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Frey's 5% Rule

Frey's 5% Rule

Call me uninformed, but I thought we'd resolved this whole "What is nonfiction?" debate a long time ago. I thought we'd covered it with Lorenzo Carcaterra and Sleepers in 1995, and again with Stephen Glass and Harper's and The New Republic in 1998, and finally with Lauren Slater's pseudo-memoir Lying in 2000. Call me naïve, but I'm thinking this debate really should be, by now, the "non-issue" that Frey's defenders want it to be. Go ahead -- call me simplistic, but I can't figure out why the publishing world can't get this straight. In the nonfiction circles I write and teach in, the distinction is very clear: if you're telling a real-life story and you're invested in sticking to actual events, you call it memoir. If you embellish to the extent where you're creating events and characters out of thin air, you're writing fiction.

Is this really so hard to understand?

Well, if we have to revisit this tired issue again, at least we're learning something new this time. We've learned the price of an author's integrity, for starters, and it's about 3.5 million copies. It's taken a bestselling author of Frey's magnitude to expose this fact: if a publisher decides a work that's based, however loosely, on a true story has more emotional oomph (and higher potential for sales) when marketed as a memoir, then memoir it is. We've also learned that Frey -- and presumably his publisher -- believes that you can invent 5 percent of a story and your book will still fall "comfortably within the realm of what's appropriate for a memoir." (As he told Larry King.) Theoretically, this should be true: most publishers will insist that memoirists change names and identifying details in their manuscripts to mask the identities of living characters (mainly to protect themselves from invasion-of-privacy lawsuits). And it's pretty well known that most memoirists compress time, create composite characters, recreate dialogue dozens of years past the fact, include scenes selectively, and even -- gasp! -- tweak scenes here and there to heighten dramatic effect. But making up scenes wholesale, creating a cast of characters to populate them, inventing words to put in their mouths, and then using these scenes as major plot points? Um, no. There's a word for this, and it's not memoir.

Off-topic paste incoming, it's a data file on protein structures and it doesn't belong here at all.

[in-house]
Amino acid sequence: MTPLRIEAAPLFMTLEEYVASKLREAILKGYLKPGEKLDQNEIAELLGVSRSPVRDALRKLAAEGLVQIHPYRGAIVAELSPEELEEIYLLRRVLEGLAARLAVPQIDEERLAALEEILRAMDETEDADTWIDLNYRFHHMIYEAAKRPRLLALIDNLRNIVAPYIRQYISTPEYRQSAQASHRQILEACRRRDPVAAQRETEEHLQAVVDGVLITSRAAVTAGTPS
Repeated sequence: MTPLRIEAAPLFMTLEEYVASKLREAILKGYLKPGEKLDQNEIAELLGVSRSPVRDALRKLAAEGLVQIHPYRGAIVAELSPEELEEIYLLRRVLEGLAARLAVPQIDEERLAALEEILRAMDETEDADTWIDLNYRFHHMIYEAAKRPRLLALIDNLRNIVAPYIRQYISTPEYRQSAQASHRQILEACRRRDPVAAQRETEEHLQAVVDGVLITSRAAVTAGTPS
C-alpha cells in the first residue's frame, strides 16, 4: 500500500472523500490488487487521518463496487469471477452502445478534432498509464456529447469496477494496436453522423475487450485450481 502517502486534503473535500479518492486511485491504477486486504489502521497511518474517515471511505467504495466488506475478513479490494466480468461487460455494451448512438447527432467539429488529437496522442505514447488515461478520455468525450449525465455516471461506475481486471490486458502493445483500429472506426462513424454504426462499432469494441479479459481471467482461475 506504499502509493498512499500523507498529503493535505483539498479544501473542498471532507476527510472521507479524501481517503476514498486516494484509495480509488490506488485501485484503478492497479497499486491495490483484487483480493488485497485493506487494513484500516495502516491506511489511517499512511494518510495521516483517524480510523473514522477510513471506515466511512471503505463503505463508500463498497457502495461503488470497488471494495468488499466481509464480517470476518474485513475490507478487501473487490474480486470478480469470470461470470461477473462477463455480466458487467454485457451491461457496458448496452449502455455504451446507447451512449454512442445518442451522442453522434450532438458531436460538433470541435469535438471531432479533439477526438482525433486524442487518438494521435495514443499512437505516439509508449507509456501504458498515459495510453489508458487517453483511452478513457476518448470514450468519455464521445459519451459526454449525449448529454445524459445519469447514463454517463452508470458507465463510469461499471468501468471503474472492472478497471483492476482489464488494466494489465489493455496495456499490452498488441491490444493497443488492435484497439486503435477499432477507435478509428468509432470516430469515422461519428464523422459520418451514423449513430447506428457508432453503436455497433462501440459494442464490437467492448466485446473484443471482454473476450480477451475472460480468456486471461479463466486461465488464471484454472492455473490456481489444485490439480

But Frey didn't initially set out to be a memoirist. He was, by initial intent, a novelist, and by prior avocation, a screenwriter, and A Million Little Pieces -- which I loved, loved!, by the way, as a stylistic tour de force -- had a scriptwriter's fingerprints all over it. I see these markers all the time: my nonfiction workshops in Los Angeles always have two or three disillusioned scriptwriters looking to genre jump, and even if they don't reveal this in the first class, their initial writing assignments always give them away: they're strong on plotting, conflict, and dialogue, weak in analysis and reflection. When these writers cross over to nonfiction, their primary allegiance is to story, not to form, and to moving the narrative along episodically. They're not, as a group, terribly attached to fact. (Refugees from journalism, incidentally, tend to approach memoir from the opposite direction, arriving with such a religious adherence to fact that they're uncomfortable recreating conversations or including any details they can't verify to an obsessive degree.)